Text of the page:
B1G Uglies - The Big Ten Champ Pick

Posted Dec 1, 2012

At the conclusion of each week's games, Phil Harrison, Bart Doan, and Terry Johnson discuss three hot topics on the minds of fans of the Big Ten. It's three guys with three opinions that could change the course of human history--or at least add some clarity to football being played in the Midwest. It's the weekly B1G Uglies roundtable.


(i) Should the Big Ten stop at fourteen teams, or look to further expand?

Phil H:

Taking time to really assess the situation might be the best course of action at this point. The shoulder tap of Maryland and Rutgers didn't just come out of left field, it came from the rooftop bleachers, and it might be time to make sure the next move is one of sensibility and strategy rather than rushed positioning for the future. But who knows if that will really happening with so many rumors circulating in a free-for-all game of picking your dodge ball team.

Nobody would blame the Big Ten (yeah right) for trying to create the first super-conference with the playoffs looming, but the moves that are made now can't be taken back. Whether the goal is media expansion, or quality of football expansion remains to be seen, but it's time to see how everybody else reacts before blazing a path of carelessness. You get one shot at this massive change in the football landscape and that's it.

Bart D:

I'll take it a step further.The conference probably should have stopped at twelve. Look, I voiced in last week's Uglies, my thoughts on the matter. Now, rumors swirl about Virginia, Georgia Tech, North Carolina, and Notre Dame, just to get a few people who believe it a bit more excited.

The bottom line is, this has college dating written all over it. Date, scurry around all you want. Find out who's interested and who's not. But the relationship part? Avoid that until you find the ten that cooks, cleans, and doesn't mind your odd habits during football season. And if she doesn't come along, you keep waiting until she does an enjoy the time until then.

Well, that ship has obviously sailed, and there's no reason to expand until you get back to the basics. Yeah, so you had a few flings that you committed to that left your friends scratching their heads. There's still time and life to learn and hold out for the ten, re-earning respect.

But please, don't expand for the sake of expanding. Unless the over-riding goal is the same as other mega conferences...have unbalanced schedules that give advantages to the contenders, then watch two to three of your teams get forced into the national title conversation because you slyly helped them avoid playing games that might knock them out. Used to be that only nationally, we had no idea how teams could match up because they never played. Now that's regionally. STOP. In the name of college football.

Terry J:

Maybe -- it depends on who's in the mix.

As I said in last week's Big Uglies, I am completely against the addition of Maryland and Rutgers. Sure, these institutions give the Big Ten more exposure in some key TV markets, but they don't make the conference any stronger. Since the talent level in the B1G is significantly higher than it is in the Big East and ACC, it will be several years before the Terrapins and Scarlet Knights would be able to do anything to help the overall profile of the conference.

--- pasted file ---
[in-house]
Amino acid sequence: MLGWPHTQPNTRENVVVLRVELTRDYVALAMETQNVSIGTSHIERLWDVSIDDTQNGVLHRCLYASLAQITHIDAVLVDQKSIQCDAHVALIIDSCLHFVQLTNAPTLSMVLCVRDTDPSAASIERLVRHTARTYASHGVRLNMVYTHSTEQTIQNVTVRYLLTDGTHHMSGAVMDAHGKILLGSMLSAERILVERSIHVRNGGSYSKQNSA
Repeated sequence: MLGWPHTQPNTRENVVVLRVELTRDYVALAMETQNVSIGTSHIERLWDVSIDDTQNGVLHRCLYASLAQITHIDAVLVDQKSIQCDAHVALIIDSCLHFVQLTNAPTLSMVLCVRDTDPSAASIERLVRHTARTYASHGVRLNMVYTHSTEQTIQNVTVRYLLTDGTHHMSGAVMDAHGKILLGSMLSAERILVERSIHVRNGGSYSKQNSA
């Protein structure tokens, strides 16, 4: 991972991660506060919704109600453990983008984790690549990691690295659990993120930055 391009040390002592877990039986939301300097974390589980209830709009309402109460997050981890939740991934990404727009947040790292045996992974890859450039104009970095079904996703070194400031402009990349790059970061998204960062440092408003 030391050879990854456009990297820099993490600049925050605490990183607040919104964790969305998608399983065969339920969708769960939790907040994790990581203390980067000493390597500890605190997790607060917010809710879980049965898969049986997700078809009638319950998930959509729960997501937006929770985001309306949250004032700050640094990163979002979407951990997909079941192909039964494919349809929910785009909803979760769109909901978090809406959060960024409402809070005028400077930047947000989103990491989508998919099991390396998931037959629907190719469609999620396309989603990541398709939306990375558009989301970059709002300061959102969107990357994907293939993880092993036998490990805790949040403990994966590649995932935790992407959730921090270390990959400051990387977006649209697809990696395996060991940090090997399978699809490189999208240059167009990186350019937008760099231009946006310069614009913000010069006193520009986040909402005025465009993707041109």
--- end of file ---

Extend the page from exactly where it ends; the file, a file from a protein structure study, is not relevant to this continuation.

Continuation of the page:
The only way that the Big Ten should expand is if it can land two teams that can improve the quality of the league. Unfortunately, the only way of accomplishing this task is to lure an institution or two from an existing power conference (see: Not ACC or Big East).

Otherwise, it should stay put. With Big Ten transplants all over the country, the conference's footprint is already much larger than most people realize.

(ii) Who will win the Big Ten Championship game, Nebraska or Wisconsin?

This is as underwhelming and back door of a game as the conference could ask for. Wisconsin is there only because Ohio State cannot be, and might allow a very Big East looking five loss team into a BCS game. Somewhere, the actual Big Uglies are in tears.

Nebraska is there (don't...talk...about...the...refs) because Denard Robinson got hurt and Devin Gardner wasn't healthy enough to play quarterback, it sure looks like at this point. So the B1G is left with probably its two most complete teams not in the game. The less complete team is probably going to be Nebraska, for Jim Delany's sake.

Whatever it is, Wisconsin has just seemed a tick off this season, not being the dominant group they were assumed to be. Meanwhile, Nebraska is "peaking" if you can call it that, on a six game win streak since giving up 63 to Ohio State. Nebraska's more versatile offense will end up being the trump card in this game, as Taylor Martinez has sneakily gotten to be a much better passer, and of the two teams, the Huskers are more adept at closing out games. If it's close, that bodes well for Nebraska.


Time to cast the vote and break the tie. Even though Nebraska won the first meeting, the Badgers will win the rematch.

I have three reasons for making this bold prediction.

First, whenever teams meet twice in the same season, the team that lost the first matchup almost always wins the second time around. Last year's national championship game was a prime example, as was last season's Big Ten title game, when Wisconsin avenged a last-second loss to Michigan State.